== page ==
Introduce Team G Morning Learning Sessions to Coach the Growth Mindset

6 minute read

Keeping our skills up to date is challenging. Remote work is a perfect excuse to run group learning sessions and to demo growth mindset to our coachees. 

Drawing of a piece of soap, written Good Morning Learning. Below the soap are the 5 rules of Good Morning Learning: Every Day, Study during 20 minutes, Share during 10 minutes, Invite a Guest, Split the group when too large.
By Philippe Bourgau, under CC BY-SA 4.0, high resolution image

- You haven’t read that book? Ha! That’s nothing. There’s a million books I haven’t read. I’m way ahead of you in the not-reading department!

- I’m putting up some stiff competition in the “books I haven’t read” race. [Discussion on]

One problem I see is that most developers are not so aware. TDD seems still very much the exception rather than the rule. It doesn’t seem to be taught in most university Computer Science programs, which is one of two main ways that most programmers learn to program (the other being self-study). [russgold]

The Story of Good Morning Learning

I’m a learning addict. If I’m not careful, I can get demoralized by the infinite amount of exciting things to learn!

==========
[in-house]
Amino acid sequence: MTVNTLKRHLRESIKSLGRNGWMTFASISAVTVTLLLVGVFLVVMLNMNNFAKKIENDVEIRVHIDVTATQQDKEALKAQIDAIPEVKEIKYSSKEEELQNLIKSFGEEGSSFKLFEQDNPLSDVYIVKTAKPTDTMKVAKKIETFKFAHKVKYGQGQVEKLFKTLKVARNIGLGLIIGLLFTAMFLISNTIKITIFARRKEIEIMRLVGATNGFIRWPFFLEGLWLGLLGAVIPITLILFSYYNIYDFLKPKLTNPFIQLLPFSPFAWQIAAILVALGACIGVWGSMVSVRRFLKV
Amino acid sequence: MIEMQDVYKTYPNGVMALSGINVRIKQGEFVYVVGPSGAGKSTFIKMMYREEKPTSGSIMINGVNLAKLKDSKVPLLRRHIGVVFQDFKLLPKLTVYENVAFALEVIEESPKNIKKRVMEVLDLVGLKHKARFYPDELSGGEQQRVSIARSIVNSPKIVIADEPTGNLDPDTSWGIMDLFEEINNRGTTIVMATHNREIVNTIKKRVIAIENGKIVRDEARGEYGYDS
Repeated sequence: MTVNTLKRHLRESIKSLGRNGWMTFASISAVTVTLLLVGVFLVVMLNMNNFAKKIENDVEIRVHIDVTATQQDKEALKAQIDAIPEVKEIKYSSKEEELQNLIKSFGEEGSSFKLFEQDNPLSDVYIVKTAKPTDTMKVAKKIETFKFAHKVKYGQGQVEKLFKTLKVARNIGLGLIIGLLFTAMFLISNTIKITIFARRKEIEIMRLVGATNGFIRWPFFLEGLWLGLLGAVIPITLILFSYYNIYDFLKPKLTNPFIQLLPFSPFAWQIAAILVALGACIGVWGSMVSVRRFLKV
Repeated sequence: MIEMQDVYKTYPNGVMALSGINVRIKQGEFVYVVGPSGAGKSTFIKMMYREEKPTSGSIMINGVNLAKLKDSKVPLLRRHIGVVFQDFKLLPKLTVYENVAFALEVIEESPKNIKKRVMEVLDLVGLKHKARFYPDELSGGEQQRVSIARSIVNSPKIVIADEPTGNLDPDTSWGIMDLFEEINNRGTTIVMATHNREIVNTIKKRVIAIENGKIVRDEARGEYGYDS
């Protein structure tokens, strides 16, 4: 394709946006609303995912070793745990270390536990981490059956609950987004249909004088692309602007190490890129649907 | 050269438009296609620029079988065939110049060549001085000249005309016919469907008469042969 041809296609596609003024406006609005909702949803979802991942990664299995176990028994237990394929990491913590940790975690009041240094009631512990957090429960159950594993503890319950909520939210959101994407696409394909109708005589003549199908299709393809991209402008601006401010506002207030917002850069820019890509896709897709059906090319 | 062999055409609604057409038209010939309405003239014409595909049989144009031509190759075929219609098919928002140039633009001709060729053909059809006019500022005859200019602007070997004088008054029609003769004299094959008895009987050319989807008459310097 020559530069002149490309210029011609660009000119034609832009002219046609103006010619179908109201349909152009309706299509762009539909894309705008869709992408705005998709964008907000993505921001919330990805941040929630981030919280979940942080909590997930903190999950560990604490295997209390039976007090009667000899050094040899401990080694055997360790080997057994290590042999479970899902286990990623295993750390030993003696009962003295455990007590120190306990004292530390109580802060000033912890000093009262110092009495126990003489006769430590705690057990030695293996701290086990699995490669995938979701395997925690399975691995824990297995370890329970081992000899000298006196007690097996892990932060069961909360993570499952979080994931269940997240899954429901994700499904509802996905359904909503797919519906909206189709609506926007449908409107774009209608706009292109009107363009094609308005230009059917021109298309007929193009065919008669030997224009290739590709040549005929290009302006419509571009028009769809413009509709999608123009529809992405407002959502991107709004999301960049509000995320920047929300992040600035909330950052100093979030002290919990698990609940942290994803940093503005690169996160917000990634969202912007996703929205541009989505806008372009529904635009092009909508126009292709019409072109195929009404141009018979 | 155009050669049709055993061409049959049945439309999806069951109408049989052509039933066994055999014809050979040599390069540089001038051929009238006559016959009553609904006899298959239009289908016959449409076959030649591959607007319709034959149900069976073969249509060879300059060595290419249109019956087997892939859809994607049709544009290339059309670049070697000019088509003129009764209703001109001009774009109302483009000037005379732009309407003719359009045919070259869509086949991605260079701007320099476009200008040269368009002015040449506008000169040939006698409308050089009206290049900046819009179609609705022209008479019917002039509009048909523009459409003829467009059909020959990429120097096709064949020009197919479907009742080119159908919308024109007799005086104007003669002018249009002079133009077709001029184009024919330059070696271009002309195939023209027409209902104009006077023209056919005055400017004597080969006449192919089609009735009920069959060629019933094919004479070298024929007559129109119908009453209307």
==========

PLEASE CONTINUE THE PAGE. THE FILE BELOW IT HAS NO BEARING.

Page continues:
Keeping our skills up to date is crucial for anyone in the software industry. This holds true for us, technical agile coaches, but also for the developers we work with.

A few years ago, during his mob programming training, Woody Zuill shared a great practice:

At Hunters, we started every day with 1 hour of learning.

When the lockdown hit us, my commute time went from 50 minutes to 50 seconds. As we were all saving time on commutes, it was the perfect occasion to give daily learning a try!

My tech agile coach colleagues and I started to meet every morning for 30 minutes. We would spend 20 minutes studying and 10 minutes sharing what we had learned. Some read books, others looked at articles, while others experimented.

A week in, and everyone got hooked at the practice! Some of our part-time coaches started to invite their teammates. The group soon began to be too large to be manageable. We had to fork and start spin-offs sessions in different teams.

Since then, this little idea has been growing! My colleague Jonathan Boccara tried it and has been blogging about it!

Coaching the Growth Mindset!

The pandemic also prodded me to run more short experiments [Jeff Langr]

I am […] starting work with one new client remotely (but who knows where they will go?) [JB Rainsberger]

When I coach a team, installing a growth mindset is one of my main goals. Good Morning Learning sessions are a way to coach the growth mindset in 2 ways: